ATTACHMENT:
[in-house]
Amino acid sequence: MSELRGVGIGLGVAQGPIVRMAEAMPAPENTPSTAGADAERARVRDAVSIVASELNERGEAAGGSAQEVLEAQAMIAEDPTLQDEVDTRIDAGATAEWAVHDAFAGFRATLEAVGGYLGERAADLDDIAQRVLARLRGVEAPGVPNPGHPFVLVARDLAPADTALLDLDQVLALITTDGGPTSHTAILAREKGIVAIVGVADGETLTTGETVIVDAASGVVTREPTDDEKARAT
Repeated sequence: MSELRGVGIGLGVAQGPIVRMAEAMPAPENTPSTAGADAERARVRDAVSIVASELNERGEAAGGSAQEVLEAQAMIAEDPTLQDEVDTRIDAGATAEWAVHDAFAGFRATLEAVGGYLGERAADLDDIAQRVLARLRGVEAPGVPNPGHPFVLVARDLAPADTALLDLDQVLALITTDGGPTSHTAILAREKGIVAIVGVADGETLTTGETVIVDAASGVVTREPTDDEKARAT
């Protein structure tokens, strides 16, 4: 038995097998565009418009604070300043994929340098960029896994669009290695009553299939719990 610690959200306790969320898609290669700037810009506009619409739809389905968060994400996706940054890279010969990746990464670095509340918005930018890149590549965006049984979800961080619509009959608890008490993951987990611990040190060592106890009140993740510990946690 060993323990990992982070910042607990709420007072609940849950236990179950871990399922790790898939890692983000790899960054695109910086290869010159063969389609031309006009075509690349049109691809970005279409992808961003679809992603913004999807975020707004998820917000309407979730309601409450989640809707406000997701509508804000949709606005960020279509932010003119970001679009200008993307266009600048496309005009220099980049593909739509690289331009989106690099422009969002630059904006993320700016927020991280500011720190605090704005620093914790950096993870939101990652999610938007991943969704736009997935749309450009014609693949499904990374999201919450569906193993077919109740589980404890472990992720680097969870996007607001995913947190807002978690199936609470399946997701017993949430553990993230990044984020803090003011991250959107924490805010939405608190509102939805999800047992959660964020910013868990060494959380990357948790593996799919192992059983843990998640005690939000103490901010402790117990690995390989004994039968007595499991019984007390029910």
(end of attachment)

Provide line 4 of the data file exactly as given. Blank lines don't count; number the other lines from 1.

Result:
């Protein structure tokens, strides 16, 4: 038995097998565009418009604070300043994929340098960029896994669009290695009553299939719990 610690959200306790969320898609290669700037810009506009619409739809389905968060994400996706940054890279010969990746990464670095509340918005930018890149590549965006049984979800961080619509009959608890008490993951987990611990040190060592106890009140993740510990946690 060993323990990992982070910042607990709420007072609940849950236990179950871990399922790790898939890692983000790899960054695109910086290869010159063969389609031309006009075509690349049109691809970005279409992808961003679809992603913004999807975020707004998820917000309407979730309601409450989640809707406000997701509508804000949709606005960020279509932010003119970001679009200008993307266009600048496309005009220099980049593909739509690289331009989106690099422009969002630059904006993320700016927020991280500011720190605090704005620093914790950096993870939101990652999610938007991943969704736009997935749309450009014609693949499904990374999201919450569906193993077919109740589980404890472990992720680097969870996007607001995913947190807002978690199936609470399946997701017993949430553990993230990044984020803090003011991250959107924490805010939405608190509102939805999800047992959660964020910013868990060494959380990357948790593996799919192992059983843990998640005690939000103490901010402790117990690995390989004994039968007595499991019984007390029910």